There are roughly 5.7 million small and medium-sized businesses in the UK. Unlike large firms, SMEs are unlikely to have the resources to recover from damaging weather or unforeseen events. Despite this, underinsurance is common for SME owners. Research by AXA showed that over half of new businesses are operating without insurance. Seventy-five per cent of these businesses weren’t insured because they thought they were too small to be at risk, while the other 25 per cent hadn’t even thought about it.
As setting up a business comes with risks, it is important that you are protected against potential dangers. Here, we take a look at five key reasons to insure your business and avoid out of pocket expenses.
1. Protection Against Unforeseen Events
We all know it is impossible to predict the future. It really would be excellent if we could anticipate a devastating flood or fire —but we can’t. Whether you work from home or a commercial premises, the correct business insurance can provide you with the peace of mind that your property and its contents are protected against unexpected damage from specific perils. Without insurance, your business could be seriously impacted by the repair and replacement costs along with loss of income if you cannot trade whilst repairs are being carried out. Of course, this is a far from ideal situation.
2. Protect Against Legal Action
As a business owner, you have a legal responsibility to provide a safe environment for your customers and their property as well as your employees. If anyone is injured or their property damaged due to your negligence, you could be presented with a huge liability claim. For example, if you operate a boarding kennel or cattery or run a dog walking business, you would need kennel insurance or dog walkers insurance to protect against liability claims against yourself or an employee. It could entirely damage your business and credibility in the long run by not investing in relevant insurance. After a damaging lawsuit, you may have no choice but to take venture capital investment or declare bankruptcy.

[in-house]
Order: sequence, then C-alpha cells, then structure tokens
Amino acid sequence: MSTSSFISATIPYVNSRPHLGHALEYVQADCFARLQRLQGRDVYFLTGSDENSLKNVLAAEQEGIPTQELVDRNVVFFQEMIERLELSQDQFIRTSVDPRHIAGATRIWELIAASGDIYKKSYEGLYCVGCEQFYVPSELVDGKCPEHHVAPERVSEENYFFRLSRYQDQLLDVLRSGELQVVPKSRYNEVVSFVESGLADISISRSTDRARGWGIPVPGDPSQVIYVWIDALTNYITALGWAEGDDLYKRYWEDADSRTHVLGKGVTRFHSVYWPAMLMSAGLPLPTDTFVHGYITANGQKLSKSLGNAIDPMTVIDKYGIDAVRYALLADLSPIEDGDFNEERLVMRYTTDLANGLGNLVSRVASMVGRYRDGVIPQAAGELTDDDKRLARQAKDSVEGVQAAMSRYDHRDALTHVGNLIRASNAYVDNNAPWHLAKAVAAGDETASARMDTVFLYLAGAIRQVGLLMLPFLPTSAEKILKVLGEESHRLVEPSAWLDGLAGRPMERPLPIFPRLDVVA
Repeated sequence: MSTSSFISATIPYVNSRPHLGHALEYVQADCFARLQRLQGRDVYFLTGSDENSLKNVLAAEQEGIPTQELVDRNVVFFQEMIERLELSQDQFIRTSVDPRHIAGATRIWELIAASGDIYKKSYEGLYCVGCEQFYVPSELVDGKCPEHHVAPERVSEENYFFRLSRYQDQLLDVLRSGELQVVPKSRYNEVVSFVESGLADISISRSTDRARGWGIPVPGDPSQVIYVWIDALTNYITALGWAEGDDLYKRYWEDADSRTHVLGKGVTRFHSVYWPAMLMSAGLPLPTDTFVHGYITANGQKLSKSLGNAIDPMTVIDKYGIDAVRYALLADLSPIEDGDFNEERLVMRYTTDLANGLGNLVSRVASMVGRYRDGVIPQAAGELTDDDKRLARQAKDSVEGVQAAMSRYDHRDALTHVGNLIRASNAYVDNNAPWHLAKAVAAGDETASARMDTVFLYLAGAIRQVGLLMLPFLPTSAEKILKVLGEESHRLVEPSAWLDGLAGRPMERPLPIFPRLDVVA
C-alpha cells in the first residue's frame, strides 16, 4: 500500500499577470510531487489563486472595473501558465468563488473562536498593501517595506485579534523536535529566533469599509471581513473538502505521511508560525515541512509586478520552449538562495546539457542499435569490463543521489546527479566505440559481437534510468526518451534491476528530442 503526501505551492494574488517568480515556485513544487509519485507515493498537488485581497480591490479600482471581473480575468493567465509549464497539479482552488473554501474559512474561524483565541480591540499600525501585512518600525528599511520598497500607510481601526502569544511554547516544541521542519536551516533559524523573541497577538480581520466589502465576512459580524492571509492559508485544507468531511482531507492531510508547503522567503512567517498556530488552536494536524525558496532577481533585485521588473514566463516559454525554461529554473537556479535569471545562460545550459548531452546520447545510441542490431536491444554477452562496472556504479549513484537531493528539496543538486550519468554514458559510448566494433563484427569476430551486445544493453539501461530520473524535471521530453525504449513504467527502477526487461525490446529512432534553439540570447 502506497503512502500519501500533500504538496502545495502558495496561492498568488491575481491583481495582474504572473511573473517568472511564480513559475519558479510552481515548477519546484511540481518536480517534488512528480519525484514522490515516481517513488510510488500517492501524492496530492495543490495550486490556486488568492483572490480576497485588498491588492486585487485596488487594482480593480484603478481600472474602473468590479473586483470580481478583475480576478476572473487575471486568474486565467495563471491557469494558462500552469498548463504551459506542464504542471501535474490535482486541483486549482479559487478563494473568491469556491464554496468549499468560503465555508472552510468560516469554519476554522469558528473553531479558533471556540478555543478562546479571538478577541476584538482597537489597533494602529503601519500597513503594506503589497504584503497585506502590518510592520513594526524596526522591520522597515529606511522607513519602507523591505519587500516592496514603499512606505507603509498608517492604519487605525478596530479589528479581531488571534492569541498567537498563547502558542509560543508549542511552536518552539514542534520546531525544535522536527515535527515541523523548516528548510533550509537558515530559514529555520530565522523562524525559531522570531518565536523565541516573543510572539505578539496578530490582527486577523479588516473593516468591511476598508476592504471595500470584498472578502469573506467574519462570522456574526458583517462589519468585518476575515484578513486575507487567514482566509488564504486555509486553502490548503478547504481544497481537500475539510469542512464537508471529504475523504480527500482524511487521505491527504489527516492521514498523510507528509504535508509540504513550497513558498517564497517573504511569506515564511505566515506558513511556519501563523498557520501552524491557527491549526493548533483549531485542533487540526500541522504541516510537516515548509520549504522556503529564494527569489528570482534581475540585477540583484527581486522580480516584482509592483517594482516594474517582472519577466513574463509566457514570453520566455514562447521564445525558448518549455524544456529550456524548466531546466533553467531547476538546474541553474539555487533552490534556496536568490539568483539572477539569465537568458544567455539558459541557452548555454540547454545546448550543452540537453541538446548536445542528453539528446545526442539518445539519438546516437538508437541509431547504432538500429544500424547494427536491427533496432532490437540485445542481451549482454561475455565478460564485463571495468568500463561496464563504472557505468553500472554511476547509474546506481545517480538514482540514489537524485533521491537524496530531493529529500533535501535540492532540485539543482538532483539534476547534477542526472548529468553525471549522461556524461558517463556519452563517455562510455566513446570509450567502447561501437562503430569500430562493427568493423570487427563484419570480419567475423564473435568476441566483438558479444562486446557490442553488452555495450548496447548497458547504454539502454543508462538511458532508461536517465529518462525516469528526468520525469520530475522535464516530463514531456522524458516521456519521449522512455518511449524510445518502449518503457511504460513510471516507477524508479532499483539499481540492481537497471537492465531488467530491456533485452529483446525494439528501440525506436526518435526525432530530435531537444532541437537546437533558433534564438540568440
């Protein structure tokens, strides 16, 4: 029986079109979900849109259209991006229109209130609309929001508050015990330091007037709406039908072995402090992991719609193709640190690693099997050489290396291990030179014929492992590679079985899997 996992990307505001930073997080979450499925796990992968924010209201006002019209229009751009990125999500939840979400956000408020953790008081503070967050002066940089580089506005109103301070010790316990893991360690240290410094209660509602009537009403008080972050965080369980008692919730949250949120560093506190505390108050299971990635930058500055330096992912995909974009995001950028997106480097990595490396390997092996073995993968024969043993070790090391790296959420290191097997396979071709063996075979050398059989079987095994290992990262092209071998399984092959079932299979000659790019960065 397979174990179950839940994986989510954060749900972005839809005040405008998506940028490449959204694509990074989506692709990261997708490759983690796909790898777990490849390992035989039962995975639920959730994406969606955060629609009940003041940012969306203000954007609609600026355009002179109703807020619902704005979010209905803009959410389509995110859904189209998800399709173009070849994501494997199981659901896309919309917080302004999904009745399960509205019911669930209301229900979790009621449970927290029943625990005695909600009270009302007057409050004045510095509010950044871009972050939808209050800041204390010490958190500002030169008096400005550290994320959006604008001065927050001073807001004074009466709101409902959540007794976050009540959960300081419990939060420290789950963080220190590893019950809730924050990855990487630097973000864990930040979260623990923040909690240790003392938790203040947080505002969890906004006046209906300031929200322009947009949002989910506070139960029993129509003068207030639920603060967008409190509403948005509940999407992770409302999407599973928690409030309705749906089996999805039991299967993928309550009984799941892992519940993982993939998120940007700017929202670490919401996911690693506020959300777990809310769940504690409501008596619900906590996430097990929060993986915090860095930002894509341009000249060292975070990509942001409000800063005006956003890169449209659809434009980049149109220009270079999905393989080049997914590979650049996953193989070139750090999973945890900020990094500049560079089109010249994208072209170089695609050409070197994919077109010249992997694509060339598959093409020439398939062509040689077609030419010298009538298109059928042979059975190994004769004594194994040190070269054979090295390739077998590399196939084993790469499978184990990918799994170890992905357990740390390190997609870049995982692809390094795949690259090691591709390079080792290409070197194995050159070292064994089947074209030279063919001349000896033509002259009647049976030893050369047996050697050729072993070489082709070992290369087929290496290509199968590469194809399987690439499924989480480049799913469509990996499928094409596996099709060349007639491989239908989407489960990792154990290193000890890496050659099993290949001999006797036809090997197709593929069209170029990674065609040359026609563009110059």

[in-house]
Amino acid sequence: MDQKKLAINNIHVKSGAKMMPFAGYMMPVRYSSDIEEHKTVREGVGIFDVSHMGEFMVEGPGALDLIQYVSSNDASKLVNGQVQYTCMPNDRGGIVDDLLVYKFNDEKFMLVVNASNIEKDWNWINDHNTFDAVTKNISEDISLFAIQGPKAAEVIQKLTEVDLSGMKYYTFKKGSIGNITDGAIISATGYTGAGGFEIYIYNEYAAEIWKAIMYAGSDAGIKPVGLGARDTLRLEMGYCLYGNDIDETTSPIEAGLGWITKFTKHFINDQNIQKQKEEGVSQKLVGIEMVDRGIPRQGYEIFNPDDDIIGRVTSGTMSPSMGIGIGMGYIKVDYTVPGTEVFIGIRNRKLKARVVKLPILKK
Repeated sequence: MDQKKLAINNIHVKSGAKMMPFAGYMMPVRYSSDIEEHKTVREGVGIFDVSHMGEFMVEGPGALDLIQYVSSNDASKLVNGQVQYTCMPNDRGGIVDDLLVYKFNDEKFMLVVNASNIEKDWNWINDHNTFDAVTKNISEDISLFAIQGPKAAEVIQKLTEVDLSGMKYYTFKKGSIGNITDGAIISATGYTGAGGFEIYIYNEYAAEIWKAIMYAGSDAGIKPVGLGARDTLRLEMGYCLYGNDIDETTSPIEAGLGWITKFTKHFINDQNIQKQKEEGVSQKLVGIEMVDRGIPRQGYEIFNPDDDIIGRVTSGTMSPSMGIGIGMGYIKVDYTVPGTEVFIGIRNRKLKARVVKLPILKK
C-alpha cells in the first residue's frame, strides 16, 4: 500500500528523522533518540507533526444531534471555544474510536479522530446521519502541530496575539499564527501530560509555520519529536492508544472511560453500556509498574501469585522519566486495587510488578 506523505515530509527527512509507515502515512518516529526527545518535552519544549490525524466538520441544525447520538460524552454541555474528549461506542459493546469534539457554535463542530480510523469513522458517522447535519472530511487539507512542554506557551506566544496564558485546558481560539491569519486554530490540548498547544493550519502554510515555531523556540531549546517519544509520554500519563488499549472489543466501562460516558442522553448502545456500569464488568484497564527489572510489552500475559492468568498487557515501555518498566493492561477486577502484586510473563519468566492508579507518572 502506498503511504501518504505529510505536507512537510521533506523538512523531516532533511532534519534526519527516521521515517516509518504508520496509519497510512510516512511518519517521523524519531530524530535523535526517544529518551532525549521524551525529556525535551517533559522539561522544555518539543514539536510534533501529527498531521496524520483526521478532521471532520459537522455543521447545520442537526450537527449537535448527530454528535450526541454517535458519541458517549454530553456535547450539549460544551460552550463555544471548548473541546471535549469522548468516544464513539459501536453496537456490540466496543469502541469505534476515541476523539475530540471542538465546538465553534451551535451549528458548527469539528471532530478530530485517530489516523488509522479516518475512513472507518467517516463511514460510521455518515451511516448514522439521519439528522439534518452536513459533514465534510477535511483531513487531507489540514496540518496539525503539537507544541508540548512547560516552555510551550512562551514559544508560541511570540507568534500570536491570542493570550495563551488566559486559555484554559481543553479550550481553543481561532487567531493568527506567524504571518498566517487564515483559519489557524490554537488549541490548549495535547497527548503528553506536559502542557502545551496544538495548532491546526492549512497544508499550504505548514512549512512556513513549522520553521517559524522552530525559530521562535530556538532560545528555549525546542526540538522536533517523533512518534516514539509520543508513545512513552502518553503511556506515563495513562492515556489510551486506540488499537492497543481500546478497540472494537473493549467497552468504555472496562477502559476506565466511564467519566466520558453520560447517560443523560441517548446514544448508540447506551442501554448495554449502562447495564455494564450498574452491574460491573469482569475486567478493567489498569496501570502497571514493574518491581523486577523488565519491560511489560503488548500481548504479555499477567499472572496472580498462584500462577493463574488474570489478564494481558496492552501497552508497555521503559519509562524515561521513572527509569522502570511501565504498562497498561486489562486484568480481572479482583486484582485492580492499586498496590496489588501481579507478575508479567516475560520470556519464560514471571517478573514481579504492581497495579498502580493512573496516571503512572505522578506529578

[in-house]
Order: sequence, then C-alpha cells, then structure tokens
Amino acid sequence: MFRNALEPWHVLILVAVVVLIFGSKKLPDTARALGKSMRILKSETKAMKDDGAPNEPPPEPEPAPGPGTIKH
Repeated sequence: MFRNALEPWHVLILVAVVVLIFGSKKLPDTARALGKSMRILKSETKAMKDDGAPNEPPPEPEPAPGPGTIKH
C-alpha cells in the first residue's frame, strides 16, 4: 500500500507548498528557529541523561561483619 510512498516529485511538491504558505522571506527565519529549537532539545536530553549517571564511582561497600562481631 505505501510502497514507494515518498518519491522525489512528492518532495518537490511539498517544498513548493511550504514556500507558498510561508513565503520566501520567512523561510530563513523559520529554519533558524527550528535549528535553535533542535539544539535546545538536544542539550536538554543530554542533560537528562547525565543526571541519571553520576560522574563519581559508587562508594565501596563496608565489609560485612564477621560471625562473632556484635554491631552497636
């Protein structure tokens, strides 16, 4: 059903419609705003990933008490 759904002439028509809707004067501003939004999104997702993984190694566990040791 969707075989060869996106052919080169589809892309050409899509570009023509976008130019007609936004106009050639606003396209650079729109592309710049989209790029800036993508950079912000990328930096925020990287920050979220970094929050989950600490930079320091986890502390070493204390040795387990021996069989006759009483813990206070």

3. Insurance May Be A Contractual Requirement
The most common practice of business is to form contracts. It may invalidate the contract if you don’t take out an insurance policy to protect yourself. There are a variety of reasons this may be necessary, including:
• Contracts with clients may include a legal requirement to be insured in case things go wrong.
• If you rent your business property from a landlord, you could need insurance for what your landlord doesn’t cover.
• If you are borrowing money to pay for equipment and outsourced material, it is highly likely that this loan will include a requirement for insurance.
4. To Attract And Keep Employees
As an employer, it’s only natural that you want to hire the highest skilled employees possible. And of course, as an employee, they are going to go for the businesses that offer further benefits beyond their salary. To attract employees, you need to entice them to want to work for you. This may include a range of additional benefits, such as life and health insurance. If you don’t offer these types of insurances, you could be shooting yourself in the foot by missing out on the best employees.
5. It’s The Law!
Finally, and most importantly, it’s the law! As soon as you take on employees, you are legally required to have Employer’s Liability insurance to provide cover if they suffer injury or illness as a result of working for you. Not doing so could open you up to lawsuits and a £2,500 non-compliance penalty for each day without it. Additionally, if you run a business that requires a local authority licence, it may be a requirement that Public Liability insurance has been taken out.
Always Insure Your Business
Make sure you’re aware of the risks that the type of business you run are open to. Thinking of insurance as unnecessary is a dangerous game to play. So, play safe and stay insured.